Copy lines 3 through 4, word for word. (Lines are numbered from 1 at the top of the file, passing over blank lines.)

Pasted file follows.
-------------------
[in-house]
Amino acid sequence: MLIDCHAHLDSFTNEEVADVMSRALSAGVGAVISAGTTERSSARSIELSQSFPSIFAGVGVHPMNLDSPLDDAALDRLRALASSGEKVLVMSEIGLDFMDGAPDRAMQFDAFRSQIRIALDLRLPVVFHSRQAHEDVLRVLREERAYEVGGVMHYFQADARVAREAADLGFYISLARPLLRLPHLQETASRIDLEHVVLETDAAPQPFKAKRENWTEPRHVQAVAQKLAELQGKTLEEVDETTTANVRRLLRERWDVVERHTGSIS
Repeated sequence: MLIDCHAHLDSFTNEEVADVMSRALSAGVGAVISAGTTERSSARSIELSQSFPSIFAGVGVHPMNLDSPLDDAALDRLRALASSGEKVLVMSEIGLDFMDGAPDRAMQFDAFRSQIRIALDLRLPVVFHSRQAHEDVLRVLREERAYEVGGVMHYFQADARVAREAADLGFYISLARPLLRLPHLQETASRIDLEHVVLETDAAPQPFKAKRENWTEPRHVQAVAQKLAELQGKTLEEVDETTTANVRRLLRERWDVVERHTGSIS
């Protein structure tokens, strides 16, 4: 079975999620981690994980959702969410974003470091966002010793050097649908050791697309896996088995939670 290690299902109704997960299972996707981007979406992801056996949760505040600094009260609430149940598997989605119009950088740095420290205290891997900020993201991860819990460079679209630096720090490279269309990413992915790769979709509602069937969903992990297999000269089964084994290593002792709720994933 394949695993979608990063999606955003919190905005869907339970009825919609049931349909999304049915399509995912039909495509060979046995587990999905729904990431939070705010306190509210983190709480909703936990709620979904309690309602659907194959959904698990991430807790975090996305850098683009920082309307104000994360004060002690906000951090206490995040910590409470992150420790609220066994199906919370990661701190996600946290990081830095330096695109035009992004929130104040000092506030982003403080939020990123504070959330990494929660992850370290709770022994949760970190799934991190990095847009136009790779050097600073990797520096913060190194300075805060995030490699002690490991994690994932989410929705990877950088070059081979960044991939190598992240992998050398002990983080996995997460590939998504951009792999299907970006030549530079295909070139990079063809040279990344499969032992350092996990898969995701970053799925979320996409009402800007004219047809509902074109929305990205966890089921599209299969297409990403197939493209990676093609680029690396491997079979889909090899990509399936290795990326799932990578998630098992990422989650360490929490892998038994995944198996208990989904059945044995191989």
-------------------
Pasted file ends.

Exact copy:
Repeated sequence: MLIDCHAHLDSFTNEEVADVMSRALSAGVGAVISAGTTERSSARSIELSQSFPSIFAGVGVHPMNLDSPLDDAALDRLRALASSGEKVLVMSEIGLDFMDGAPDRAMQFDAFRSQIRIALDLRLPVVFHSRQAHEDVLRVLREERAYEVGGVMHYFQADARVAREAADLGFYISLARPLLRLPHLQETASRIDLEHVVLETDAAPQPFKAKRENWTEPRHVQAVAQKLAELQGKTLEEVDETTTANVRRLLRERWDVVERHTGSIS
């Protein structure tokens, strides 16, 4: 079975999620981690994980959702969410974003470091966002010793050097649908050791697309896996088995939670 290690299902109704997960299972996707981007979406992801056996949760505040600094009260609430149940598997989605119009950088740095420290205290891997900020993201991860819990460079679209630096720090490279269309990413992915790769979709509602069937969903992990297999000269089964084994290593002792709720994933 394949695993979608990063999606955003919190905005869907339970009825919609049931349909999304049915399509995912039909495509060979046995587990999905729904990431939070705010306190509210983190709480909703936990709620979904309690309602659907194959959904698990991430807790975090996305850098683009920082309307104000994360004060002690906000951090206490995040910590409470992150420790609220066994199906919370990661701190996600946290990081830095330096695109035009992004929130104040000092506030982003403080939020990123504070959330990494929660992850370290709770022994949760970190799934991190990095847009136009790779050097600073990797520096913060190194300075805060995030490699002690490991994690994932989410929705990877950088070059081979960044991939190598992240992998050398002990983080996995997460590939998504951009792999299907970006030549530079295909070139990079063809040279990344499969032992350092996990898969995701970053799925979320996409009402800007004219047809509902074109929305990205966890089921599209299969297409990403197939493209990676093609680029690396491997079979889909090899990509399936290795990326799932990578998630098992990422989650360490929490892998038994995944198996208990989904059945044995191989």